The highly anticipated new "RyanCare" bill has been drafted; the House will vote on it today, with supporters hoping to repeal and replace Obamacare.
But it's got a major problem.
In order to pass, this GOP healthcare bill needs to win over the moderate Republicans who were dissatisfied with the first version's lack of coverage for Americans with pre-existing conditions.
It does take steps to do that — but still falls massively short.
Will moderate Republicans get on board?
Here's our take…
The New GOP Healthcare Bill Doesn't Go Far Enough
Earlier this week, it looked like the legislation wouldn't get the necessary Republican votes to pass (never mind from Democrats). That's because the original bill included state-sanctioned "high-risk pools" to cover those with pre-existing conditions. However, it didn't preserve a rule banning insurance companies from charging those sick individuals exorbitant premiums…
So exorbitant that the more moderate House Republicans wouldn't support it.
Key House GOP Rep. Fred Upton (R-MI) came out in public opposition of the Republican healthcare bill.
So, members of the House GOP huddled again to quickly address this concern.
And yesterday, they revealed their solution…
The reworked House GOP healthcare bill now includes $8 billion more in federal funds to help subsidize states' high-risk pools over the next five years. (Note: There is still no rule banning insurance companies from jacking up premium prices.)
But there's a problem with this new solution, too.
That extra $8 billion won't be enough.
According to several analysts and experts, the funds the AHCA bill now provides still fall incredibly short of the amount states will need to keep high-risk pools afloat.
Larry Levitt, a senior vice president at the Kaiser Family Foundation, a nonpartisan health policy think tank, said "based on old experiences and the number of people with pre-existing conditions, high-risk pools need a lot of money put toward them to be effective," reported The Associated Press yesterday.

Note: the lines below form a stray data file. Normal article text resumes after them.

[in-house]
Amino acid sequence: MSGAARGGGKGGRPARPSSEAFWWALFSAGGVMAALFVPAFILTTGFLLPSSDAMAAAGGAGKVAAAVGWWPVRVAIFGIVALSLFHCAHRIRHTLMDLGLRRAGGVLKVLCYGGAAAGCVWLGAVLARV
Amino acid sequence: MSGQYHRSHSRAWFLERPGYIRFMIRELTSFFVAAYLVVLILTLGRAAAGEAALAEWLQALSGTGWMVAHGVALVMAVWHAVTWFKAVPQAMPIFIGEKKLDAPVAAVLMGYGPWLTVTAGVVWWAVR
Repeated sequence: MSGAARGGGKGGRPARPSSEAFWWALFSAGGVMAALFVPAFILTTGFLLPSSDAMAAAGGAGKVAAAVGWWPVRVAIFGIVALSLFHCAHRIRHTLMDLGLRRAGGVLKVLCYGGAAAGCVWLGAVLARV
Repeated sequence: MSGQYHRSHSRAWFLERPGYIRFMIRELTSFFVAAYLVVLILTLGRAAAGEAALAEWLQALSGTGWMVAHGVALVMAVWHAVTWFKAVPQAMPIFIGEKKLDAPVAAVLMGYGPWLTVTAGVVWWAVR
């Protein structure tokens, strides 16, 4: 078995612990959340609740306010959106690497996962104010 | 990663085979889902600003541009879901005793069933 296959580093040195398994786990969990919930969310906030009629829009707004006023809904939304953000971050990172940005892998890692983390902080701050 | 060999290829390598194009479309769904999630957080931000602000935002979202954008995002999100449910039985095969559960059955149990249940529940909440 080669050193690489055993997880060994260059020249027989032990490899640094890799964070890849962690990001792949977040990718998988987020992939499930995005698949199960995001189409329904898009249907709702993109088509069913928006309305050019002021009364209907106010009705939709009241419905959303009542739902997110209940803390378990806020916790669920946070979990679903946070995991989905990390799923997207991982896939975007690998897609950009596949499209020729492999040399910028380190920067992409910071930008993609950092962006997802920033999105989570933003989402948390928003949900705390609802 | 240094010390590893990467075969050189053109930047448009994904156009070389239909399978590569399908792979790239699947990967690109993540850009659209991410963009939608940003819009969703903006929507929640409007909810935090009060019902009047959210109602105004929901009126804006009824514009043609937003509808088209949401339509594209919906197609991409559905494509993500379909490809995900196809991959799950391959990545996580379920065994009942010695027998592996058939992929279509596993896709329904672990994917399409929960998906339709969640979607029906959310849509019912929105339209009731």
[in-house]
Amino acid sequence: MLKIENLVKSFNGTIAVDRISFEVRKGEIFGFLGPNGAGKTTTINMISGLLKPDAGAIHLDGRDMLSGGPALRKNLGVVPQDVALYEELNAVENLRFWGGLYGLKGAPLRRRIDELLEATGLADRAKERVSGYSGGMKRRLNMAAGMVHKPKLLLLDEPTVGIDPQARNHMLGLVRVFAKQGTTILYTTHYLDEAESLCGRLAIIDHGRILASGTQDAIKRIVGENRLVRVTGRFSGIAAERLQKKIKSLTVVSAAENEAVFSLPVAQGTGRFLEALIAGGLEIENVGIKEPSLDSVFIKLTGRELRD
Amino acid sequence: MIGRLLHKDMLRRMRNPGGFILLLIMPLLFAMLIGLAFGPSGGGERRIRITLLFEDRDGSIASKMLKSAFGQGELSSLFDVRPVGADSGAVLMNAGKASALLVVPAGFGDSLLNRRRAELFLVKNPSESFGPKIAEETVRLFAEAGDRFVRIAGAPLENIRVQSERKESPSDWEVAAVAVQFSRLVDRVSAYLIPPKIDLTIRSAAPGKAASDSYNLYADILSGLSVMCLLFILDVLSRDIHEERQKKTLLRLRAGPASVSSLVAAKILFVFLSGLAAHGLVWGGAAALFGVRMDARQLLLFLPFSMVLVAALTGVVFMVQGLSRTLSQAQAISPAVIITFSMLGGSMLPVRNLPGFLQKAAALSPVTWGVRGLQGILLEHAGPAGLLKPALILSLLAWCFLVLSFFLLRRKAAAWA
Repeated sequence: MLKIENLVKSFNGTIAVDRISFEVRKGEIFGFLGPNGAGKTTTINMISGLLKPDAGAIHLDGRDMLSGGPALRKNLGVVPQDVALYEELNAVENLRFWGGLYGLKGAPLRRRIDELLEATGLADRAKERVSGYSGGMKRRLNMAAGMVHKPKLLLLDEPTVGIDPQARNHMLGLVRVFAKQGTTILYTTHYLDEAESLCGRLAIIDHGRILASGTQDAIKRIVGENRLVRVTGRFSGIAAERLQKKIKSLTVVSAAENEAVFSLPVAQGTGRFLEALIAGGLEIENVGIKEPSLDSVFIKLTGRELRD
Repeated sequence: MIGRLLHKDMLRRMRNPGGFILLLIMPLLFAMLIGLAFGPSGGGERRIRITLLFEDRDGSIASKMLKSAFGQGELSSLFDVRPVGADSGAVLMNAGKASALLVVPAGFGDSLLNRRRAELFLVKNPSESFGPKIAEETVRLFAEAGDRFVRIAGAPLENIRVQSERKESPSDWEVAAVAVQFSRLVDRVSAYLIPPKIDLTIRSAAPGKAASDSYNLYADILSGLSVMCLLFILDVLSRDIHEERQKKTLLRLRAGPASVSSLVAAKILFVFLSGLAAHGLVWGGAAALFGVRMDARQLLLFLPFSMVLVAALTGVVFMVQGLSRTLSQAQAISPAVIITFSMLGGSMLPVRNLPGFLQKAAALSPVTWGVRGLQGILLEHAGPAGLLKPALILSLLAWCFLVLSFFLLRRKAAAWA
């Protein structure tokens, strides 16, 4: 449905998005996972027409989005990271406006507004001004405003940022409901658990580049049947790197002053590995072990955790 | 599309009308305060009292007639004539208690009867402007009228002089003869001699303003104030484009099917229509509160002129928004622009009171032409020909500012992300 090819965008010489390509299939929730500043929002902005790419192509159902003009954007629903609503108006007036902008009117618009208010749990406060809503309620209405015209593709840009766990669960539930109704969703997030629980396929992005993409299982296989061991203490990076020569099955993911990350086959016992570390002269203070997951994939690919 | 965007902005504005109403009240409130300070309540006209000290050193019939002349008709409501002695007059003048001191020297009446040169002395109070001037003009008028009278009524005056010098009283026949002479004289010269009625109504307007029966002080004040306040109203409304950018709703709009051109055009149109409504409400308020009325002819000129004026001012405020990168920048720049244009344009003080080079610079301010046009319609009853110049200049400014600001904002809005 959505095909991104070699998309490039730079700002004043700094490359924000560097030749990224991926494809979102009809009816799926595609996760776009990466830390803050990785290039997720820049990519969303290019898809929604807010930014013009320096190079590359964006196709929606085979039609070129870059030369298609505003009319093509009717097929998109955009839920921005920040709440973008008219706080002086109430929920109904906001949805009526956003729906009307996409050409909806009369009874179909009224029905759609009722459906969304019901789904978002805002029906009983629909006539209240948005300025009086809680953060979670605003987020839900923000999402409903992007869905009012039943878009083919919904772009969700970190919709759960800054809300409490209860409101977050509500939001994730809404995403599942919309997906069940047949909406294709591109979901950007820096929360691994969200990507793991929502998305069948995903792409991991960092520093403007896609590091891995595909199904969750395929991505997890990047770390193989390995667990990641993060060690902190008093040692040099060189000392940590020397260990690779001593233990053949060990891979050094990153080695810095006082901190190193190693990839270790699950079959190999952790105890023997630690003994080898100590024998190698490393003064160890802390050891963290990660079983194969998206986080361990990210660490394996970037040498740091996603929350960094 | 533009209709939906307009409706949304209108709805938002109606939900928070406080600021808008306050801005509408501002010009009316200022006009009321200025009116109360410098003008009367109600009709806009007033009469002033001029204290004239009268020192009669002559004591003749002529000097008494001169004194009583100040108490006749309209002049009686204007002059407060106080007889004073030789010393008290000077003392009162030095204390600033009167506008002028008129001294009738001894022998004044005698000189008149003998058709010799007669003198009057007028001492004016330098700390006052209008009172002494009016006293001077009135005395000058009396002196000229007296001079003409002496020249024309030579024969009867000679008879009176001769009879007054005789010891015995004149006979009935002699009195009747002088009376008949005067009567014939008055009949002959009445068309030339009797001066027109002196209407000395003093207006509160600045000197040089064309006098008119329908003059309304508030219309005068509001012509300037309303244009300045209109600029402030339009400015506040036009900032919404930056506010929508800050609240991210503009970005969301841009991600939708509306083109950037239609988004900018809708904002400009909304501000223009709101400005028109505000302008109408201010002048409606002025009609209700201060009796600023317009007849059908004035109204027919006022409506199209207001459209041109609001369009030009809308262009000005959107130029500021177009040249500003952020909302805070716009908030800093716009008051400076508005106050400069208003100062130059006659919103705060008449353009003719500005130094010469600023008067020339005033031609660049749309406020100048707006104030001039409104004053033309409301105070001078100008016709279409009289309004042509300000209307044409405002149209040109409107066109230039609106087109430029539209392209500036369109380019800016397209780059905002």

"Even under pretty conservative estimates, a minimally adequate high-risk pool could cost $25 billion per year nationwide," Levitt tweeted Wednesday.
Conservative analysts James C. Capretta and Tom Miller told The New York Times yesterday that "in order to operate functional high-risk pools in all 50 states, the federal government would need to provide $15 billion to $20 billion annually."
And a separate analysis from Emily Gee and Topher Spiro for the left-wing Center for American Progress claimed that high-risk pools would need $327 billion over 10 years, reported Business Insider this morning.
All of these estimates leave the AHCA as it stands well short of the funds states will need under the current plan.
Regardless, we predict the new GOP healthcare bill will get voted through today…
Why the New GOP Healthcare Bill Will Still Pass
One reason the bill will likely pass today is because of the optimistic momentum Upton's reversal of support added.
Another reason: The vote today takes place right before a scheduled House recess. If left up for more debate, the unpassed healthcare bill would mean more lobbying against the measure from constituents at home for GOP House members.
Finally, the GOP needs a legislative success under its belt. Passing the bill today would signify a hard win for both President Donald Trump's administration and for Republican leaders in Congress, as well.
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